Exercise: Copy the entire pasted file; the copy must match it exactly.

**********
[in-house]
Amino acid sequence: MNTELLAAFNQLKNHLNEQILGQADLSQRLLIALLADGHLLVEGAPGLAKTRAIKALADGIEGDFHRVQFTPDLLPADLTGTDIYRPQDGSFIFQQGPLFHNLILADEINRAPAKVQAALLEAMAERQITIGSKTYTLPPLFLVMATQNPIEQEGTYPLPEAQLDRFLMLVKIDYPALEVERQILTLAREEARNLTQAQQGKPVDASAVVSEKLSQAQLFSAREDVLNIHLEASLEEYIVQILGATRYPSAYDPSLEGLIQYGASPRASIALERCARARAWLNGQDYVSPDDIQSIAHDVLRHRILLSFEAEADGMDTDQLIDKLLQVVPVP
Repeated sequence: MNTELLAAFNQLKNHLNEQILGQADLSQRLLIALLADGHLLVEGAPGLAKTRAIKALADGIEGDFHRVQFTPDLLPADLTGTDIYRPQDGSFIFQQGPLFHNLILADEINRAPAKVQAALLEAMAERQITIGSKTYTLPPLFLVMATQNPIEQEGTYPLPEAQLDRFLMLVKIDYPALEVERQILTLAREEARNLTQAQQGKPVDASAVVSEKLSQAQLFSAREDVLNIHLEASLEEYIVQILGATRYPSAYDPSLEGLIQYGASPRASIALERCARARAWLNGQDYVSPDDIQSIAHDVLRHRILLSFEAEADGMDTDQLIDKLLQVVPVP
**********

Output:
[in-house]
Amino acid sequence: MNTELLAAFNQLKNHLNEQILGQADLSQRLLIALLADGHLLVEGAPGLAKTRAIKALADGIEGDFHRVQFTPDLLPADLTGTDIYRPQDGSFIFQQGPLFHNLILADEINRAPAKVQAALLEAMAERQITIGSKTYTLPPLFLVMATQNPIEQEGTYPLPEAQLDRFLMLVKIDYPALEVERQILTLAREEARNLTQAQQGKPVDASAVVSEKLSQAQLFSAREDVLNIHLEASLEEYIVQILGATRYPSAYDPSLEGLIQYGASPRASIALERCARARAWLNGQDYVSPDDIQSIAHDVLRHRILLSFEAEADGMDTDQLIDKLLQVVPVP
Repeated sequence: MNTELLAAFNQLKNHLNEQILGQADLSQRLLIALLADGHLLVEGAPGLAKTRAIKALADGIEGDFHRVQFTPDLLPADLTGTDIYRPQDGSFIFQQGPLFHNLILADEINRAPAKVQAALLEAMAERQITIGSKTYTLPPLFLVMATQNPIEQEGTYPLPEAQLDRFLMLVKIDYPALEVERQILTLAREEARNLTQAQQGKPVDASAVVSEKLSQAQLFSAREDVLNIHLEASLEEYIVQILGATRYPSAYDPSLEGLIQYGASPRASIALERCARARAWLNGQDYVSPDDIQSIAHDVLRHRILLSFEAEADGMDTDQLIDKLLQVVPVP